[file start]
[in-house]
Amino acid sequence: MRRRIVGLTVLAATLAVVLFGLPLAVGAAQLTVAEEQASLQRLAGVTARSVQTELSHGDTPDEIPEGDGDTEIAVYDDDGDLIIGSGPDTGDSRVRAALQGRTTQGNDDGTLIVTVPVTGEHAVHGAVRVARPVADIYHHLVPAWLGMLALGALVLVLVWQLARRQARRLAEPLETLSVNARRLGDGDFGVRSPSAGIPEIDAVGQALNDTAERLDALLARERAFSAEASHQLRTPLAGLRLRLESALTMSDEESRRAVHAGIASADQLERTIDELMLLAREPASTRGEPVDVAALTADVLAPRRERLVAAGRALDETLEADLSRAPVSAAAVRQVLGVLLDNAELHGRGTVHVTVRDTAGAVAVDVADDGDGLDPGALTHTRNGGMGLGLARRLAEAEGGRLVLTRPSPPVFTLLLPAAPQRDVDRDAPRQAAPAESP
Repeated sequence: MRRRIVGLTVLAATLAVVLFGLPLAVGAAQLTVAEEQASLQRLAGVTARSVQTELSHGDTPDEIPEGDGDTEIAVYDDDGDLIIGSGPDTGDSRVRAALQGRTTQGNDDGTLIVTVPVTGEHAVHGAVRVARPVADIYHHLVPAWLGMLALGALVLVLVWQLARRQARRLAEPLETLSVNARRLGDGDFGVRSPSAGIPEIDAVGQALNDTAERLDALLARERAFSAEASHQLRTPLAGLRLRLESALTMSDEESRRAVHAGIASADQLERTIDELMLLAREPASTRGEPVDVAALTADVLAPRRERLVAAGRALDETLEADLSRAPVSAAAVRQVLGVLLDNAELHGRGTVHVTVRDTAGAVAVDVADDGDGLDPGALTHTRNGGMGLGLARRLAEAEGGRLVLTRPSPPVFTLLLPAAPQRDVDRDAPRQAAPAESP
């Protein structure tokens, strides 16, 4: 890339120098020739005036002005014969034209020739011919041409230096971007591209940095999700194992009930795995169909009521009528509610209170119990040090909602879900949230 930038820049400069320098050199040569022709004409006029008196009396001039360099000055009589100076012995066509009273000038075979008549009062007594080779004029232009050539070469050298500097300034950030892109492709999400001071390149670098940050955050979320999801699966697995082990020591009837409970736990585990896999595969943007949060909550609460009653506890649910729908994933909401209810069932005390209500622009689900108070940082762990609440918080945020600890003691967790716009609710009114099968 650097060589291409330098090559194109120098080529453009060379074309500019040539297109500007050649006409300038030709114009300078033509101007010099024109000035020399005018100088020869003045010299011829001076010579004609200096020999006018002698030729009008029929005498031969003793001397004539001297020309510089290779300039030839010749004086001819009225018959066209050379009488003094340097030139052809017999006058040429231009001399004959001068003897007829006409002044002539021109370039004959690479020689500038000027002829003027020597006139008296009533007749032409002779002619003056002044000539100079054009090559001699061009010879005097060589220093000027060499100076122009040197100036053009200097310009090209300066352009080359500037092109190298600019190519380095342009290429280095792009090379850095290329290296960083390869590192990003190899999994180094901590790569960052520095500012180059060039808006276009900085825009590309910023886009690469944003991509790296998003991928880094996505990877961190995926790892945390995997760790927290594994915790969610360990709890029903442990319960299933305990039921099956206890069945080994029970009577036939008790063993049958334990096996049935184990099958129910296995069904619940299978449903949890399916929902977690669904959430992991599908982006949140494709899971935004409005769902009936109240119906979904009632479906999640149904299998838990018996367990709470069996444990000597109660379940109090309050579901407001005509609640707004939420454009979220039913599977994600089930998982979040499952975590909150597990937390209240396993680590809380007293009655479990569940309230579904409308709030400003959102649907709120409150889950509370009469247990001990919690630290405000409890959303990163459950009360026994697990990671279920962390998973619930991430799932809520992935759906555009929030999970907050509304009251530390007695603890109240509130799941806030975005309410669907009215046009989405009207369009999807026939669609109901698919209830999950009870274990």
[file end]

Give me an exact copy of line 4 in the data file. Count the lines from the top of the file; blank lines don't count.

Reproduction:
């Protein structure tokens, strides 16, 4: 890339120098020739005036002005014969034209020739011919041409230096971007591209940095999700194992009930795995169909009521009528509610209170119990040090909602879900949230 930038820049400069320098050199040569022709004409006029008196009396001039360099000055009589100076012995066509009273000038075979008549009062007594080779004029232009050539070469050298500097300034950030892109492709999400001071390149670098940050955050979320999801699966697995082990020591009837409970736990585990896999595969943007949060909550609460009653506890649910729908994933909401209810069932005390209500622009689900108070940082762990609440918080945020600890003691967790716009609710009114099968 650097060589291409330098090559194109120098080529453009060379074309500019040539297109500007050649006409300038030709114009300078033509101007010099024109000035020399005018100088020869003045010299011829001076010579004609200096020999006018002698030729009008029929005498031969003793001397004539001297020309510089290779300039030839010749004086001819009225018959066209050379009488003094340097030139052809017999006058040429231009001399004959001068003897007829006409002044002539021109370039004959690479020689500038000027002829003027020597006139008296009533007749032409002779002619003056002044000539100079054009090559001699061009010879005097060589220093000027060499100076122009040197100036053009200097310009090209300066352009080359500037092109190298600019190519380095342009290429280095792009090379850095290329290296960083390869590192990003190899999994180094901590790569960052520095500012180059060039808006276009900085825009590309910023886009690469944003991509790296998003991928880094996505990877961190995926790892945390995997760790927290594994915790969610360990709890029903442990319960299933305990039921099956206890069945080994029970009577036939008790063993049958334990096996049935184990099958129910296995069904619940299978449903949890399916929902977690669904959430992991599908982006949140494709899971935004409005769902009936109240119906979904009632479906999640149904299998838990018996367990709470069996444990000597109660379940109090309050579901407001005509609640707004939420454009979220039913599977994600089930998982979040499952975590909150597990937390209240396993680590809380007293009655479990569940309230579904409308709030400003959102649907709120409150889950509370009469247990001990919690630290405000409890959303990163459950009360026994697990990671279920962390998973619930991430799932809520992935759906555009929030999970907050509304009251530390007695603890109240509130799941806030975005309410669907009215046009989405009207369009999807026939669609109901698919209830999950009870274990």